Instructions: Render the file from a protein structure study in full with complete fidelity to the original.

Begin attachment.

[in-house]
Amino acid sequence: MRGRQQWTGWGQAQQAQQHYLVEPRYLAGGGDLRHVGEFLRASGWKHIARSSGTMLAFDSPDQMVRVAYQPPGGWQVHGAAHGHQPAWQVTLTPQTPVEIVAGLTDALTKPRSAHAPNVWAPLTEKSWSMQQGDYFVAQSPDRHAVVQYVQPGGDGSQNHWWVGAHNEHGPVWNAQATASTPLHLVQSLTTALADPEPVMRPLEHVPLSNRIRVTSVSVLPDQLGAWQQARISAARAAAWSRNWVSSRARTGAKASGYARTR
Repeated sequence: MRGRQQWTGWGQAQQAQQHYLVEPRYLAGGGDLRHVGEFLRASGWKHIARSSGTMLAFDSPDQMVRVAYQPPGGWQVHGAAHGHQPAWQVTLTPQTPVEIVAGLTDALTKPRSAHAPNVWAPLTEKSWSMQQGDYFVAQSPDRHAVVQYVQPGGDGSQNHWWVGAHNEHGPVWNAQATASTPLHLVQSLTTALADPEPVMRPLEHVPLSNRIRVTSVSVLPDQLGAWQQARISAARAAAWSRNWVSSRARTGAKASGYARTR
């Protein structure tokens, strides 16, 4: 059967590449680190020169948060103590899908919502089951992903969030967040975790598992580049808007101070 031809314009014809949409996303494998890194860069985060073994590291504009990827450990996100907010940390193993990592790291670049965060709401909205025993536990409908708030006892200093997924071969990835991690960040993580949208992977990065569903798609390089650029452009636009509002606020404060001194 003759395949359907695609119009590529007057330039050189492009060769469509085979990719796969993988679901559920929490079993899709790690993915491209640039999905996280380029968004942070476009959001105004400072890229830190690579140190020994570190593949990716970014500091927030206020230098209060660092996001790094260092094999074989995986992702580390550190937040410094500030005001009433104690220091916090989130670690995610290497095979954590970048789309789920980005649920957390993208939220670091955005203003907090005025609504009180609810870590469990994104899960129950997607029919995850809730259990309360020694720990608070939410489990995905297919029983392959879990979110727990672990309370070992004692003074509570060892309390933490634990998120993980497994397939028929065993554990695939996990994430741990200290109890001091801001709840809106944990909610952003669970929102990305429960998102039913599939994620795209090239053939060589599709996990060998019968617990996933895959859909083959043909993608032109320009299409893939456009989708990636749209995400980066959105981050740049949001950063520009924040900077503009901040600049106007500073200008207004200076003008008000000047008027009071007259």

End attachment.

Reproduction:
[in-house]
Amino acid sequence: MRGRQQWTGWGQAQQAQQHYLVEPRYLAGGGDLRHVGEFLRASGWKHIARSSGTMLAFDSPDQMVRVAYQPPGGWQVHGAAHGHQPAWQVTLTPQTPVEIVAGLTDALTKPRSAHAPNVWAPLTEKSWSMQQGDYFVAQSPDRHAVVQYVQPGGDGSQNHWWVGAHNEHGPVWNAQATASTPLHLVQSLTTALADPEPVMRPLEHVPLSNRIRVTSVSVLPDQLGAWQQARISAARAAAWSRNWVSSRARTGAKASGYARTR
Repeated sequence: MRGRQQWTGWGQAQQAQQHYLVEPRYLAGGGDLRHVGEFLRASGWKHIARSSGTMLAFDSPDQMVRVAYQPPGGWQVHGAAHGHQPAWQVTLTPQTPVEIVAGLTDALTKPRSAHAPNVWAPLTEKSWSMQQGDYFVAQSPDRHAVVQYVQPGGDGSQNHWWVGAHNEHGPVWNAQATASTPLHLVQSLTTALADPEPVMRPLEHVPLSNRIRVTSVSVLPDQLGAWQQARISAARAAAWSRNWVSSRARTGAKASGYARTR
């Protein structure tokens, strides 16, 4: 059967590449680190020169948060103590899908919502089951992903969030967040975790598992580049808007101070 031809314009014809949409996303494998890194860069985060073994590291504009990827450990996100907010940390193993990592790291670049965060709401909205025993536990409908708030006892200093997924071969990835991690960040993580949208992977990065569903798609390089650029452009636009509002606020404060001194 003759395949359907695609119009590529007057330039050189492009060769469509085979990719796969993988679901559920929490079993899709790690993915491209640039999905996280380029968004942070476009959001105004400072890229830190690579140190020994570190593949990716970014500091927030206020230098209060660092996001790094260092094999074989995986992702580390550190937040410094500030005001009433104690220091916090989130670690995610290497095979954590970048789309789920980005649920957390993208939220670091955005203003907090005025609504009180609810870590469990994104899960129950997607029919995850809730259990309360020694720990608070939410489990995905297919029983392959879990979110727990672990309370070992004692003074509570060892309390933490634990998120993980497994397939028929065993554990695939996990994430741990200290109890001091801001709840809106944990909610952003669970929102990305429960998102039913599939994620795209090239053939060589599709996990060998019968617990996933895959859909083959043909993608032109320009299409893939456009989708990636749209995400980066959105981050740049949001950063520009924040900077503009901040600049106007500073200008207004200076003008008000000047008027009071007259």